How to Make Bellringers Authentic
Post date: Jan 21, 2013 9:47:15 PM
13. How to Make Bellringers Authentic
WRITTEN BY: KATE PETTY -ORIGINALLY PUBLISHED APR• 05•12
My former master teacher called them “sponge” activities. You know, those quick 3-5 minute activities that “soak” up time at the beginning of a class? Traditionally they’re on a transparency or the board and they, most often, deal with grammar. Teachers use them for a variety of reasons however I’ve never been disciplined enough to plan ahead and get them ready every day.
I was recently at a workshop where Doug Fisher briefly touched on a small but pretty profound topic for me: using bellringers as review. He uses bellringers in his class to not only act as small “pop quizzes” but also as review for the past units of the semester.
HERE’S WHAT IT LOOKS LIKE IN MY CLASS:
My students glance at the front board as they walk in the door and to their seats. There is one of two possible activities for them to do immediately. The first activity I won’t discuss in this article but I’ve posted it before- RSS as SSR. The second possibility is one of six questions. If you follow my blog, you know that I set my classroom up into groups of six which just happens to give me six groups. Each morning I write six different questions up on the board and the groups have a first-come, first-served opportunity to answer one. Each group chooses someone to go up and answer and the group can help the person respond.
After all the groups have finished responding we’ll go over them briefly as a class and I’ll occasionally do some diabolical thing like ask one group what another group’s answer was to a question just to make sure they’re paying attention to all of the questions and answers. Every once in a while the bellringer is purely formative assessment on a group topic so I’ll just check the answer briefly to check that the group is moving in a good direction.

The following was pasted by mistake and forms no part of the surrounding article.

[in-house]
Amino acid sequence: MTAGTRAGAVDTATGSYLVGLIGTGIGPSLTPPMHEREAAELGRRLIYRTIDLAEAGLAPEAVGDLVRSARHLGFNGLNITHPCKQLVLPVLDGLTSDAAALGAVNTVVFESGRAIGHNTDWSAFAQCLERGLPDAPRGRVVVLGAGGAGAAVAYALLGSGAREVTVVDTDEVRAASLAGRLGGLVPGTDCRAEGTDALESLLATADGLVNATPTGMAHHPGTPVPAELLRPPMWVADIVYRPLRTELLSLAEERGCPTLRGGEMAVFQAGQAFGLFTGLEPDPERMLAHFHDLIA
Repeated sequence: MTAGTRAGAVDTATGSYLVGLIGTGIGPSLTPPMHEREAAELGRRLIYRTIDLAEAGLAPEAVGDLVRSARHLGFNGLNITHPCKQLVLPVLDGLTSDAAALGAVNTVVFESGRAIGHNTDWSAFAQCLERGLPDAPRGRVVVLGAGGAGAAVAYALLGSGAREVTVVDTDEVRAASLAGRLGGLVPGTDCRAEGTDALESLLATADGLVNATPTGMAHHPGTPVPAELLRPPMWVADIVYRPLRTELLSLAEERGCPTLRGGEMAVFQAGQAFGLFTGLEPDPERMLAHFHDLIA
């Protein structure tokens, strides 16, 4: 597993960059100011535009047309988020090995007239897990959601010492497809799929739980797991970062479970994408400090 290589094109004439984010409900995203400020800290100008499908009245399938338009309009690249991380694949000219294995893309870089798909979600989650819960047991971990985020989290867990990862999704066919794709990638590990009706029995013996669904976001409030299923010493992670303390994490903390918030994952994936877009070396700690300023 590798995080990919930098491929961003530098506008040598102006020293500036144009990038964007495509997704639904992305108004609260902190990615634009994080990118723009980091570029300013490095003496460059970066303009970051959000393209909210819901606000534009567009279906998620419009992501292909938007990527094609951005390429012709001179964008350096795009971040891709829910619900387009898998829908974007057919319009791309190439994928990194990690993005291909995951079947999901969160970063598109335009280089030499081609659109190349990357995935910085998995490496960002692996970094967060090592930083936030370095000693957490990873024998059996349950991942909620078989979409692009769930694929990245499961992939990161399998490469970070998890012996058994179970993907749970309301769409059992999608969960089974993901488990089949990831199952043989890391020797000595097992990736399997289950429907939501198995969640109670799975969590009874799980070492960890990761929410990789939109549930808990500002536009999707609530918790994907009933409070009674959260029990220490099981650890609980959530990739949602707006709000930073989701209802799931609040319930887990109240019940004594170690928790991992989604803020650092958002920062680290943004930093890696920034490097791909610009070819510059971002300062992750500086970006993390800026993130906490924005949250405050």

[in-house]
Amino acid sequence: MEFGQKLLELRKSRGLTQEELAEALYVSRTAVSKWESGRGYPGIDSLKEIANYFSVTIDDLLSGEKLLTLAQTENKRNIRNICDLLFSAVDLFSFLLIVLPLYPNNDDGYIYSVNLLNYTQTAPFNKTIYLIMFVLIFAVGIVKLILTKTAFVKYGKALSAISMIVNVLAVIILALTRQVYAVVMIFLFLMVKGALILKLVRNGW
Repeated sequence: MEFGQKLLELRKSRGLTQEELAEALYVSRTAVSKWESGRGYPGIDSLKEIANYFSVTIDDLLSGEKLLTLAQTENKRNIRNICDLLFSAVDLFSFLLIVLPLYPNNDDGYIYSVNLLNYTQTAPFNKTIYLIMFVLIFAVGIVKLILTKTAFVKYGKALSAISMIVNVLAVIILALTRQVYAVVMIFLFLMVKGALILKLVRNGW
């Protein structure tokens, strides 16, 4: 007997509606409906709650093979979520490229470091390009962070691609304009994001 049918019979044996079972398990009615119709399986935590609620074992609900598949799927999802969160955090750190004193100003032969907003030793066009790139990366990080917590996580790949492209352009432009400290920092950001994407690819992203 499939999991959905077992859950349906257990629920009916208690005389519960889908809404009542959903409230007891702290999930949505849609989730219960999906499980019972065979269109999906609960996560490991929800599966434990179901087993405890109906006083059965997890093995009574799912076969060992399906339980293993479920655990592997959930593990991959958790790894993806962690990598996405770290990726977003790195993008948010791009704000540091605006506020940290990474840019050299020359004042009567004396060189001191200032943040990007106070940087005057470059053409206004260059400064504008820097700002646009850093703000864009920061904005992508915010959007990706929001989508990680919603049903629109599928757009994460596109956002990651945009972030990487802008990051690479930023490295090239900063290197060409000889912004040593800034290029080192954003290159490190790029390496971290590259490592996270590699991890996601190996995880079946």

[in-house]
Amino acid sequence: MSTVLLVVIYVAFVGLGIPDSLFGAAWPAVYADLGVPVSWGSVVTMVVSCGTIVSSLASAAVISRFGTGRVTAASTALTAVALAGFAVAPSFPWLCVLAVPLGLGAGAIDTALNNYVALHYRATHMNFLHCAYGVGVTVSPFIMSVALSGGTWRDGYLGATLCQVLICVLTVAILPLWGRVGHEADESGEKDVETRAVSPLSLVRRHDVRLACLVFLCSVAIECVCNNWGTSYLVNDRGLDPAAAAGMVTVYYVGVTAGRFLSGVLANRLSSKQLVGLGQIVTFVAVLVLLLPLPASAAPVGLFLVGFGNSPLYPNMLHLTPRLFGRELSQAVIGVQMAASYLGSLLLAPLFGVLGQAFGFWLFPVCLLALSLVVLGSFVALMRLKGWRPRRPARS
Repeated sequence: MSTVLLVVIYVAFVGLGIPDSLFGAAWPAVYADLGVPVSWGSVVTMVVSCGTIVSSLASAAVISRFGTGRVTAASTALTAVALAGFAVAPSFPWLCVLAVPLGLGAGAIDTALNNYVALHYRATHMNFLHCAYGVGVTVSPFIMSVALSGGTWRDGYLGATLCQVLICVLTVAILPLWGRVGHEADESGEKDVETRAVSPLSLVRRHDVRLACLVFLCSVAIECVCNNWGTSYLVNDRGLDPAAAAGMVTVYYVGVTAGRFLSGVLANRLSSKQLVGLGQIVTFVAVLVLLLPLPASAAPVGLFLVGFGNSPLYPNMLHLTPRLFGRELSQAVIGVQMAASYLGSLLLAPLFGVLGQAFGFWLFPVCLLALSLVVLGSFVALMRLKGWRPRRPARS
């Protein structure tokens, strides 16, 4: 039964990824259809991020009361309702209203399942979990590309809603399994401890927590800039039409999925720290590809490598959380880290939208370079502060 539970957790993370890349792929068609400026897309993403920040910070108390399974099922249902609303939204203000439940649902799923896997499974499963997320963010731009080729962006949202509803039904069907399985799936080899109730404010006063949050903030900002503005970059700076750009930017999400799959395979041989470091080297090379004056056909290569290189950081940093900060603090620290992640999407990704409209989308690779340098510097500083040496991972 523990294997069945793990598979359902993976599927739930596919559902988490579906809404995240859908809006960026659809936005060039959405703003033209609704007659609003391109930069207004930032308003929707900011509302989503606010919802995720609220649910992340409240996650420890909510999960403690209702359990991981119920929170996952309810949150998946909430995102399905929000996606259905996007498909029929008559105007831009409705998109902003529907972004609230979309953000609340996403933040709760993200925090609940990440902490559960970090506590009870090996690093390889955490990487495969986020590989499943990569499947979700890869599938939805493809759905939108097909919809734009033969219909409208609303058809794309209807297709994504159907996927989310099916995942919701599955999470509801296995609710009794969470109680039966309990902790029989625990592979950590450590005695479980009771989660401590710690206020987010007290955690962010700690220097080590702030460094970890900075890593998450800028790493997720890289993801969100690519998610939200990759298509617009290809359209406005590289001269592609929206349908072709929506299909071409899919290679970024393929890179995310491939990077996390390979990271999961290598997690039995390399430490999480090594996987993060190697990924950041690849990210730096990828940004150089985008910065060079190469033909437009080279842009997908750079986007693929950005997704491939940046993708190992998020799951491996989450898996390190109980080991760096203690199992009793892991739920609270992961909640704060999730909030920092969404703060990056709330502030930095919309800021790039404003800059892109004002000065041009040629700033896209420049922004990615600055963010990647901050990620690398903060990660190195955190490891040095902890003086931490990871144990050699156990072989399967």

WHAT TYPE OF QUESTIONS ARE IDEAL?
Most of the time the questions are about the unit we are working in: theme, reading, quote analysis, author bio, etc. Ideally these questions would be put on a pop quiz- they are deeper, open-book questions that are usually a lead into what we will be discussing for the day.
- Give two things you remember about last nights/yesterday’s reading that haven’t been used on the board yet.
- Give six details from Oscar Wilde’s biography that we read yesterday.
- We discussed the theme of restraint yesterday, give two examples of it.
At least one to six questions will be former unit review. Review questions are usually overarching questions that you would expect the students to remember for the final.
- Give two things about Oscar Wilde’s life.
- What is Juvenilian satire?
- Name three of the six themes we researched in Heart of Darkness.
HOW CAN THIS BE MORE “TECHIE”?
Instead of the questions on the board, you can put a QR code up to a Google Form and have them answer the questions that way- the only downer being that students won’t see the answers unless you take the time to project them from your computer.
You can also try an app like Socrative- again, students won’t see the answers until you project them.
BENEFITS FOR THE TEACHER
- This is the best, quickest, and most authentic formative assessment I’ve seen!
- Teachers and students get a moment to prepare mentally for the class.
- You can get the students reviewing for a final assessment throughout the year and not hear “Who is Oscar Wilde?” in June.
- Meets ISTE-NETS for Communication and Collaboration and 21st Century standards for Assessment, Creativity and Innovation, and Communication and Collaboration.
- It also meets Common Core Speaking and Listening Standards.
BENEFITS FOR THE STUDENT
- Helps students learn to work together as a group toward a common goal.
- Final assessment review
- Gives students a chance to put their heads in the class
- Students find gaps they may need clarification on
DO YOU HAVE ANY IDEAS?